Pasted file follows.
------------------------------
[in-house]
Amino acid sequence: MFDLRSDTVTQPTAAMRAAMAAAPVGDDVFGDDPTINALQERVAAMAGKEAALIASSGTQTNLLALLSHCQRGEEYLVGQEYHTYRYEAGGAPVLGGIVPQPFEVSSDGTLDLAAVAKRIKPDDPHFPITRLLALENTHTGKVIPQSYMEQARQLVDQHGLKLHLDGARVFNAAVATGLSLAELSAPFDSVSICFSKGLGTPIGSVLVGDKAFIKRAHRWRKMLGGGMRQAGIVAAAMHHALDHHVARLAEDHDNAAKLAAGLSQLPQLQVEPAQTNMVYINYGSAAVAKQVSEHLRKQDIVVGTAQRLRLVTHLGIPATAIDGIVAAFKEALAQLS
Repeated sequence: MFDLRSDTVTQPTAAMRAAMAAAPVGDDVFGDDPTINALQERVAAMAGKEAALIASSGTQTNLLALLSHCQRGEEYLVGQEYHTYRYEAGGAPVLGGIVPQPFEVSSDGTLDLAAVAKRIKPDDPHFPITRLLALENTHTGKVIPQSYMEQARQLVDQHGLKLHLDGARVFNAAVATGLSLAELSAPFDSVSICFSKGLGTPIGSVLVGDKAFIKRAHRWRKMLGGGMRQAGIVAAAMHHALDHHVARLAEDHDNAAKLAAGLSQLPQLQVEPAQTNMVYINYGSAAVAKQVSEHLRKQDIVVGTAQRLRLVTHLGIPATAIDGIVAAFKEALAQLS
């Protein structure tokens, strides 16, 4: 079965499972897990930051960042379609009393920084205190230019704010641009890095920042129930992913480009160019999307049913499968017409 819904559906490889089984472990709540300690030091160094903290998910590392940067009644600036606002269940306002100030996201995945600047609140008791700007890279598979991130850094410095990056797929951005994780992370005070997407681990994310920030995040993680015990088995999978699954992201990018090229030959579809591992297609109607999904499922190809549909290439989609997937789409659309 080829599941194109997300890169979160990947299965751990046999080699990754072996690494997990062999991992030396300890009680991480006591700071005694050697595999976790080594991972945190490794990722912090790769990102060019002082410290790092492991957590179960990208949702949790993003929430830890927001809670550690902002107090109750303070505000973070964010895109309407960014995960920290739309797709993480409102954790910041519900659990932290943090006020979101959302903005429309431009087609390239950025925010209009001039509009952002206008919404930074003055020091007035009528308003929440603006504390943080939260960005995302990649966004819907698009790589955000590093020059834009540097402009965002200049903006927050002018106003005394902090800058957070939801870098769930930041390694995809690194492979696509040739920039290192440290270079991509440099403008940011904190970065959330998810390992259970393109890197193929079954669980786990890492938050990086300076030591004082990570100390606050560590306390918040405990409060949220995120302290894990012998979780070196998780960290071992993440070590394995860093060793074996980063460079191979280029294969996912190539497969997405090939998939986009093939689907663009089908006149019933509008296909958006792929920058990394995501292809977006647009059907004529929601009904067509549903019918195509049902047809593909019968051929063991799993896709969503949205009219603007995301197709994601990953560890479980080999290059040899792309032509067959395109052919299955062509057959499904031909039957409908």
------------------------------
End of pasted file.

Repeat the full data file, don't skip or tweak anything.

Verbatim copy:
[in-house]
Amino acid sequence: MFDLRSDTVTQPTAAMRAAMAAAPVGDDVFGDDPTINALQERVAAMAGKEAALIASSGTQTNLLALLSHCQRGEEYLVGQEYHTYRYEAGGAPVLGGIVPQPFEVSSDGTLDLAAVAKRIKPDDPHFPITRLLALENTHTGKVIPQSYMEQARQLVDQHGLKLHLDGARVFNAAVATGLSLAELSAPFDSVSICFSKGLGTPIGSVLVGDKAFIKRAHRWRKMLGGGMRQAGIVAAAMHHALDHHVARLAEDHDNAAKLAAGLSQLPQLQVEPAQTNMVYINYGSAAVAKQVSEHLRKQDIVVGTAQRLRLVTHLGIPATAIDGIVAAFKEALAQLS
Repeated sequence: MFDLRSDTVTQPTAAMRAAMAAAPVGDDVFGDDPTINALQERVAAMAGKEAALIASSGTQTNLLALLSHCQRGEEYLVGQEYHTYRYEAGGAPVLGGIVPQPFEVSSDGTLDLAAVAKRIKPDDPHFPITRLLALENTHTGKVIPQSYMEQARQLVDQHGLKLHLDGARVFNAAVATGLSLAELSAPFDSVSICFSKGLGTPIGSVLVGDKAFIKRAHRWRKMLGGGMRQAGIVAAAMHHALDHHVARLAEDHDNAAKLAAGLSQLPQLQVEPAQTNMVYINYGSAAVAKQVSEHLRKQDIVVGTAQRLRLVTHLGIPATAIDGIVAAFKEALAQLS
């Protein structure tokens, strides 16, 4: 079965499972897990930051960042379609009393920084205190230019704010641009890095920042129930992913480009160019999307049913499968017409 819904559906490889089984472990709540300690030091160094903290998910590392940067009644600036606002269940306002100030996201995945600047609140008791700007890279598979991130850094410095990056797929951005994780992370005070997407681990994310920030995040993680015990088995999978699954992201990018090229030959579809591992297609109607999904499922190809549909290439989609997937789409659309 080829599941194109997300890169979160990947299965751990046999080699990754072996690494997990062999991992030396300890009680991480006591700071005694050697595999976790080594991972945190490794990722912090790769990102060019002082410290790092492991957590179960990208949702949790993003929430830890927001809670550690902002107090109750303070505000973070964010895109309407960014995960920290739309797709993480409102954790910041519900659990932290943090006020979101959302903005429309431009087609390239950025925010209009001039509009952002206008919404930074003055020091007035009528308003929440603006504390943080939260960005995302990649966004819907698009790589955000590093020059834009540097402009965002200049903006927050002018106003005394902090800058957070939801870098769930930041390694995809690194492979696509040739920039290192440290270079991509440099403008940011904190970065959330998810390992259970393109890197193929079954669980786990890492938050990086300076030591004082990570100390606050560590306390918040405990409060949220995120302290894990012998979780070196998780960290071992993440070590394995860093060793074996980063460079191979280029294969996912190539497969997405090939998939986009093939689907663009089908006149019933509008296909958006792929920058990394995501292809977006647009059907004529929601009904067509549903019918195509049902047809593909019968051929063991799993896709969503949205009219603007995301197709994601990953560890479980080999290059040899792309032509067959395109052919299955062509057959499904031909039957409908």